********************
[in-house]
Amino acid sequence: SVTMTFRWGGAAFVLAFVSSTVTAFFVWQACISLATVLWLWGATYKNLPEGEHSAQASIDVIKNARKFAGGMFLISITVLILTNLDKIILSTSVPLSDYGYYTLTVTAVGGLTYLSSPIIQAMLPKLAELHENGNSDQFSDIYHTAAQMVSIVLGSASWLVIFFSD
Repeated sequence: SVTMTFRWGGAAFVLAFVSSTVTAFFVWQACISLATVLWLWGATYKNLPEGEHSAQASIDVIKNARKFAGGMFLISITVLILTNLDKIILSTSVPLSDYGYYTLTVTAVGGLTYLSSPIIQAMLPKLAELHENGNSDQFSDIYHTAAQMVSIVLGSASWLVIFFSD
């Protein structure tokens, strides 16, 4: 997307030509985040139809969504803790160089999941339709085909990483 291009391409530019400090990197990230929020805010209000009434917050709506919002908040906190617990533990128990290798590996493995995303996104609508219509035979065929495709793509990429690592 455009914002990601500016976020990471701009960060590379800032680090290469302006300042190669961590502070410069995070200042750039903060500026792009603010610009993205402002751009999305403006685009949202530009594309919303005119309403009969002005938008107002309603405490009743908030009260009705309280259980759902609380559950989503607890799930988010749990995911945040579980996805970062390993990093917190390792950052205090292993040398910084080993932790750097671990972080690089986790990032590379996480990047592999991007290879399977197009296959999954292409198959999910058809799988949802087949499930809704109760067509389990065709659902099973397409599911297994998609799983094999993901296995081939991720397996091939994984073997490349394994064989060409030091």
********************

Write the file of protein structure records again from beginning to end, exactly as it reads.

[in-house]
Amino acid sequence: SVTMTFRWGGAAFVLAFVSSTVTAFFVWQACISLATVLWLWGATYKNLPEGEHSAQASIDVIKNARKFAGGMFLISITVLILTNLDKIILSTSVPLSDYGYYTLTVTAVGGLTYLSSPIIQAMLPKLAELHENGNSDQFSDIYHTAAQMVSIVLGSASWLVIFFSD
Repeated sequence: SVTMTFRWGGAAFVLAFVSSTVTAFFVWQACISLATVLWLWGATYKNLPEGEHSAQASIDVIKNARKFAGGMFLISITVLILTNLDKIILSTSVPLSDYGYYTLTVTAVGGLTYLSSPIIQAMLPKLAELHENGNSDQFSDIYHTAAQMVSIVLGSASWLVIFFSD
């Protein structure tokens, strides 16, 4: 997307030509985040139809969504803790160089999941339709085909990483 291009391409530019400090990197990230929020805010209000009434917050709506919002908040906190617990533990128990290798590996493995995303996104609508219509035979065929495709793509990429690592 455009914002990601500016976020990471701009960060590379800032680090290469302006300042190669961590502070410069995070200042750039903060500026792009603010610009993205402002751009999305403006685009949202530009594309919303005119309403009969002005938008107002309603405490009743908030009260009705309280259980759902609380559950989503607890799930988010749990995911945040579980996805970062390993990093917190390792950052205090292993040398910084080993932790750097671990972080690089986790990032590379996480990047592999991007290879399977197009296959999954292409198959999910058809799988949802087949499930809704109760067509389990065709659902099973397409599911297994998609799983094999993901296995081939991720397996091939994984073997490349394994064989060409030091």